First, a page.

Australia’s older population is made up of active contributors and is not a ‘burden on the community’ according to a report by the Australian Institute of Health and Welfare (AIHW).
The fourth Older Australia at a glance study found that people over 65 are a diverse group who contribute in many ways to the nation’s social and economic wellbeing.
Almost a quarter of all men and 13 per cent of women aged 65-69 still participate in the workforce and older Australians are heavily involved in community and family activities. Those aged 65-74 make up 13 per cent of primary carers for people with a disability.
The head of the Institute’s Ageing and Aged Care Unit, Ann Peut, said that overall, older Australians report good health.
“36 per cent of people over 65 say their health is excellent or very good and 32 per cent say it is good,” she said.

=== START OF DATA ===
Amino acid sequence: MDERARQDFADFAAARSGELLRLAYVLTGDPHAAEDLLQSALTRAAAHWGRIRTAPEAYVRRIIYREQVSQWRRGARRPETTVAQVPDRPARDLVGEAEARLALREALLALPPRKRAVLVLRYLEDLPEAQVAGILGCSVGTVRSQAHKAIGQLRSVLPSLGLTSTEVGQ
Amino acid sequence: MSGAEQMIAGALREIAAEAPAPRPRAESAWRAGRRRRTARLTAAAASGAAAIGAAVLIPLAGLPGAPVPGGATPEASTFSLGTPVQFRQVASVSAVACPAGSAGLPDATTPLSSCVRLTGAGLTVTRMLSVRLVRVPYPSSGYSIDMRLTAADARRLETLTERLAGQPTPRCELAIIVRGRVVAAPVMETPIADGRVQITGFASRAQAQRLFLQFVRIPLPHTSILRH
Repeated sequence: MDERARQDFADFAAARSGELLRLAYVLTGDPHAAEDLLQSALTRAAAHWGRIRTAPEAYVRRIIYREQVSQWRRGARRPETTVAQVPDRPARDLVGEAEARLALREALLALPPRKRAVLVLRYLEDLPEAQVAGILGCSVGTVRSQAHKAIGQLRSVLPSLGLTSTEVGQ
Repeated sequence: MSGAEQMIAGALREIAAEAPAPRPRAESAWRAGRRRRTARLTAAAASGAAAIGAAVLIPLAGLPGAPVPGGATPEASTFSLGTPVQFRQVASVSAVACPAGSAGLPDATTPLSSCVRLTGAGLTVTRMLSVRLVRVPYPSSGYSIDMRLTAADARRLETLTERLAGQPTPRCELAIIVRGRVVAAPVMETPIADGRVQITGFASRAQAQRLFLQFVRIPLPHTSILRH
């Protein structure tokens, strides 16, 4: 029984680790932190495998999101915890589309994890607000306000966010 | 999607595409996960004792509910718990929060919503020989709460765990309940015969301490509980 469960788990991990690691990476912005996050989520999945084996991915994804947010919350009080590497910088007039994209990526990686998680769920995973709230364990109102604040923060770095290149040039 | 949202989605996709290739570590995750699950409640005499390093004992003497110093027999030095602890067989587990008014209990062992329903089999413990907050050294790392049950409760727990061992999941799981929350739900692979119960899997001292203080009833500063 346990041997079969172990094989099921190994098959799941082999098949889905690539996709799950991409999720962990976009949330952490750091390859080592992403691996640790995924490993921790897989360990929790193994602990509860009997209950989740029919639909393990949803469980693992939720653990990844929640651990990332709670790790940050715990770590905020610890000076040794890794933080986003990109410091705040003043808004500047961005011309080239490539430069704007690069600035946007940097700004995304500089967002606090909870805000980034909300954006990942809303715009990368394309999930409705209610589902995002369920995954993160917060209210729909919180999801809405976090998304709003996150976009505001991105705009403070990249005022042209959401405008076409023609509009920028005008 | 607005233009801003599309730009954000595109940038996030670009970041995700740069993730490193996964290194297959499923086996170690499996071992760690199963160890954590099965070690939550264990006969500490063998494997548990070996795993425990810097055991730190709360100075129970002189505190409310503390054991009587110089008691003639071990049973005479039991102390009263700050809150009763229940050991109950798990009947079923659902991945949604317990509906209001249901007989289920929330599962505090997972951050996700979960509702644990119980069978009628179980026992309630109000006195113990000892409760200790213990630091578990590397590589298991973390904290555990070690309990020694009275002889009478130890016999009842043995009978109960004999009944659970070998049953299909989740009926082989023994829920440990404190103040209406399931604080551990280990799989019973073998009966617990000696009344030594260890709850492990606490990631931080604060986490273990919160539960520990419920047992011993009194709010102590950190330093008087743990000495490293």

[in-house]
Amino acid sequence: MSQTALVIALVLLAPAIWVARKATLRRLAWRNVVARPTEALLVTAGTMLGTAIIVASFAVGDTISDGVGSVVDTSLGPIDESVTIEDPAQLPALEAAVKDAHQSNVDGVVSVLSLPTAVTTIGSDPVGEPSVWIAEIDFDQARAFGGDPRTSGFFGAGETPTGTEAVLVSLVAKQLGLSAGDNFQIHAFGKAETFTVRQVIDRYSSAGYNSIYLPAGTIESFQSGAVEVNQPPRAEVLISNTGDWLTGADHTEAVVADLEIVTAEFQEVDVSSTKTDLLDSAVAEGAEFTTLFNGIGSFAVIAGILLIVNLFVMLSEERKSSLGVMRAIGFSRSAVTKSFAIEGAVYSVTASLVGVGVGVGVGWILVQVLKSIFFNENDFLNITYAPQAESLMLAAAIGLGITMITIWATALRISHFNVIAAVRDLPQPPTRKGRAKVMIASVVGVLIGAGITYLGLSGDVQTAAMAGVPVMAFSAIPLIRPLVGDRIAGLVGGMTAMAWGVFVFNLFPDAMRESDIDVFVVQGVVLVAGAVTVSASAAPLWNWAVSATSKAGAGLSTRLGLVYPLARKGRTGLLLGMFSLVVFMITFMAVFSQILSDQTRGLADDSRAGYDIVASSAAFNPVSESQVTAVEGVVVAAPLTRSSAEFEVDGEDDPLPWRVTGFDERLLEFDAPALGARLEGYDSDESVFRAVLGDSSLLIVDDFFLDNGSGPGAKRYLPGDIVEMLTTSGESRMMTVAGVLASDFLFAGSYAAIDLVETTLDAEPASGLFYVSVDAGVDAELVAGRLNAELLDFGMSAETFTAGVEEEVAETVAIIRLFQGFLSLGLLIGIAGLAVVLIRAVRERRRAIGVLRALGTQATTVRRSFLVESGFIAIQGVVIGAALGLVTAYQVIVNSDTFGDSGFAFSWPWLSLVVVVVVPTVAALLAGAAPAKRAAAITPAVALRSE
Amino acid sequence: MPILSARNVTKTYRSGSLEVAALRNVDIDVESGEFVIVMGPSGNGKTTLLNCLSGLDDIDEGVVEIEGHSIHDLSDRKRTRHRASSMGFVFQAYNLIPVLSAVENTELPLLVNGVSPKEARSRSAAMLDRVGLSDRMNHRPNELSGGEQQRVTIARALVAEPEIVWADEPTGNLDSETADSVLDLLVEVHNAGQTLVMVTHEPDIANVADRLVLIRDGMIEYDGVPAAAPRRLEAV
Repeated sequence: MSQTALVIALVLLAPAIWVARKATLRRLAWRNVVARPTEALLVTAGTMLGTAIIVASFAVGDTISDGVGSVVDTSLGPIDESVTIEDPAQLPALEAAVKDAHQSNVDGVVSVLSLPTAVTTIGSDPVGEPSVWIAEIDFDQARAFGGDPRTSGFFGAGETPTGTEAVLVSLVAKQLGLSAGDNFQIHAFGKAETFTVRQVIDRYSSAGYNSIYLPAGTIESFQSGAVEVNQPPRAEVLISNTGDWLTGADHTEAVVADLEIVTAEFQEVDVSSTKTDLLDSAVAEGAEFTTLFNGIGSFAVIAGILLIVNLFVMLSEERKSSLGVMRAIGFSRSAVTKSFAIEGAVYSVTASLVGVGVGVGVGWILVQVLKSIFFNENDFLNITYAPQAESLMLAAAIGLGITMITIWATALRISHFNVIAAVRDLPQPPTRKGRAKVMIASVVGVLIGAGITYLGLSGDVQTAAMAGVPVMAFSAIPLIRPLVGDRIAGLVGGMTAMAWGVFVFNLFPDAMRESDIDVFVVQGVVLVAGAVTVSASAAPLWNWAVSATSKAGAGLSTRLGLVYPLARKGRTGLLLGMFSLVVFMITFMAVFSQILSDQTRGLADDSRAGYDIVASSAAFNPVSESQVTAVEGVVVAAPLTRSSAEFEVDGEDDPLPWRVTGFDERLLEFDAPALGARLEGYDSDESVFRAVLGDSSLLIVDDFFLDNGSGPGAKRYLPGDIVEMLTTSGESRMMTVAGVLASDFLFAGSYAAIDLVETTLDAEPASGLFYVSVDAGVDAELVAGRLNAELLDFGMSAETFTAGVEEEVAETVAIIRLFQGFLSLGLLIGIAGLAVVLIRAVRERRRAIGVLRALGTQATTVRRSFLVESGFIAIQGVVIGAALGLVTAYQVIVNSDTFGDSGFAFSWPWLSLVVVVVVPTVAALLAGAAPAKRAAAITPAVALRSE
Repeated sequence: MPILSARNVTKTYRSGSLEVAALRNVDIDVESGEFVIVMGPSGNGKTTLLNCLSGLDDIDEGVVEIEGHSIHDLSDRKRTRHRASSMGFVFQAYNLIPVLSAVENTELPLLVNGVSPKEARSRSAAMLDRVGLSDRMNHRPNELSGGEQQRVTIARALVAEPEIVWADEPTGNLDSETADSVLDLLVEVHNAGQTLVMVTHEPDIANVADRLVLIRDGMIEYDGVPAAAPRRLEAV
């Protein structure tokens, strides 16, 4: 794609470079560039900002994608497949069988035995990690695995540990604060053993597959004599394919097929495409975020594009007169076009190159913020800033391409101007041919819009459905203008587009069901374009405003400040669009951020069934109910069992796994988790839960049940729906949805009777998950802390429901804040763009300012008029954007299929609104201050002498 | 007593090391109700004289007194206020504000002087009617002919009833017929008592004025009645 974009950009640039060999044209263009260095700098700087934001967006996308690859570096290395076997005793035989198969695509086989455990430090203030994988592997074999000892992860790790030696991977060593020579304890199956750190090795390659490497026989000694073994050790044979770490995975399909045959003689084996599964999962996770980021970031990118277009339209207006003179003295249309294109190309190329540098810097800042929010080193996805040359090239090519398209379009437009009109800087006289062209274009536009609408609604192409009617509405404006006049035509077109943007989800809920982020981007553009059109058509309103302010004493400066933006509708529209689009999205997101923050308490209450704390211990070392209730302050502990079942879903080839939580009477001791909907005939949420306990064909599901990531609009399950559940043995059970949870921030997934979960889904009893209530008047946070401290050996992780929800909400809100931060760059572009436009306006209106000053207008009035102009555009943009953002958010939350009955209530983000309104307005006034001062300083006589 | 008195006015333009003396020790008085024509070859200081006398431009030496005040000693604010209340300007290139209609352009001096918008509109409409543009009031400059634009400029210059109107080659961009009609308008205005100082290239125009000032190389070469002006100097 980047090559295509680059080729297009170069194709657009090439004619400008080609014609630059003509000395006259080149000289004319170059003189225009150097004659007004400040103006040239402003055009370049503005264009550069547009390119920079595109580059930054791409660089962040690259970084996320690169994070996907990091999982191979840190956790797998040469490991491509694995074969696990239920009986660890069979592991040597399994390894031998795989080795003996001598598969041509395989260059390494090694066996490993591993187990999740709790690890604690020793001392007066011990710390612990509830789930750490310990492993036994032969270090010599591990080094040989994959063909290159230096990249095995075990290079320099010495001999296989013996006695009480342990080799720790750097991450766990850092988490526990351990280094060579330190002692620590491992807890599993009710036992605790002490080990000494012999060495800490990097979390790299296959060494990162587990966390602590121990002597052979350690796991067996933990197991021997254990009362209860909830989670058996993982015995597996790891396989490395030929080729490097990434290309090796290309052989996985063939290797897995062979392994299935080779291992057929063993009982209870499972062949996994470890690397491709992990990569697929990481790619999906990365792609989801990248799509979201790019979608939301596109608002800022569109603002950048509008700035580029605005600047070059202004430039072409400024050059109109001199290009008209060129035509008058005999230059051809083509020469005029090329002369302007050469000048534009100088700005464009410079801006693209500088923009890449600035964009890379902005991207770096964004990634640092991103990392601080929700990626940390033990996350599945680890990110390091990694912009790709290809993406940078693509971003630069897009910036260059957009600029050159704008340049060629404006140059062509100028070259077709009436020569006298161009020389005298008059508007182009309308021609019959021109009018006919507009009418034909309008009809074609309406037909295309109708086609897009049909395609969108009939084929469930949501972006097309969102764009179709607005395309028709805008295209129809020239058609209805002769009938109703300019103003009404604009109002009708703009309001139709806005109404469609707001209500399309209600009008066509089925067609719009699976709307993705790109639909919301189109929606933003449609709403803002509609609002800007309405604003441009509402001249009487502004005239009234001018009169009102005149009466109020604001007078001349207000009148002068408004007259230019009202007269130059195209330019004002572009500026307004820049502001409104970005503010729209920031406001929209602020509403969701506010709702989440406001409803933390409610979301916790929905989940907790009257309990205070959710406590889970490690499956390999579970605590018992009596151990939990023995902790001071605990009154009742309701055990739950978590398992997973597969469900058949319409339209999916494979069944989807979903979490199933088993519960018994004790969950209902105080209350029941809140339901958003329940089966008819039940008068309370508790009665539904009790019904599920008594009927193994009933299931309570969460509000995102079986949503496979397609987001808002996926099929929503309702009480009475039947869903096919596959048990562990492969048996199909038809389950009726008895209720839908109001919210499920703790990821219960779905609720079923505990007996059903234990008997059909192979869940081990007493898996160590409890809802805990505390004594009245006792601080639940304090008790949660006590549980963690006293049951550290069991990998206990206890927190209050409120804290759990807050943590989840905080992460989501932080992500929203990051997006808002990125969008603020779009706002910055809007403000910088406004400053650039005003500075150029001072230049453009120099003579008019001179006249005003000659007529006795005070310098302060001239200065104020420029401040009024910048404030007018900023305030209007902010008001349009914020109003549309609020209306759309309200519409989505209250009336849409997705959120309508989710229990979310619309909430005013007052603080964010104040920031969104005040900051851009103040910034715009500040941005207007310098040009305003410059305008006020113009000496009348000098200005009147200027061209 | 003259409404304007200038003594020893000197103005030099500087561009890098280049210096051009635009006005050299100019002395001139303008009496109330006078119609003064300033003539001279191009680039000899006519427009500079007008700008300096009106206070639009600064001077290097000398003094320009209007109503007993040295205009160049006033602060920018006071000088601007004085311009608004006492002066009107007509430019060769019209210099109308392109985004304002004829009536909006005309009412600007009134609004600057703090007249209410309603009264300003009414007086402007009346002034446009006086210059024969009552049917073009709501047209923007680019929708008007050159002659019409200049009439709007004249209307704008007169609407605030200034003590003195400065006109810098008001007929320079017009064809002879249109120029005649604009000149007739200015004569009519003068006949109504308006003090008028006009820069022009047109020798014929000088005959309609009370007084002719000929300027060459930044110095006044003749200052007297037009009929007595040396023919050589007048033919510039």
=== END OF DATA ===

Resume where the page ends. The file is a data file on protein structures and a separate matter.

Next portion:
This is a slight increase on the first Older Australia report, based on a 1995 survey. Back then, 31 per cent of people reported excellent or very good health.
Not surprisingly, most health measures declined with age.
“We found 56 per cent of people who are 65 and over have at least one form of disability but this increases with age,” said Ms Peut.
“Once you get to the group of people who are 85 and over, 82 per cent of them have at least one disability.”
“But that does not necessarily mean that they need help or assistance with daily activities.”
Just under a quarter of people over 65 and 58 per cent of people over 85 need assistance with activities of daily living.
And while only six per cent of people over 65 live in a hospital or a nursing home, almost a quarter of those over 85 do.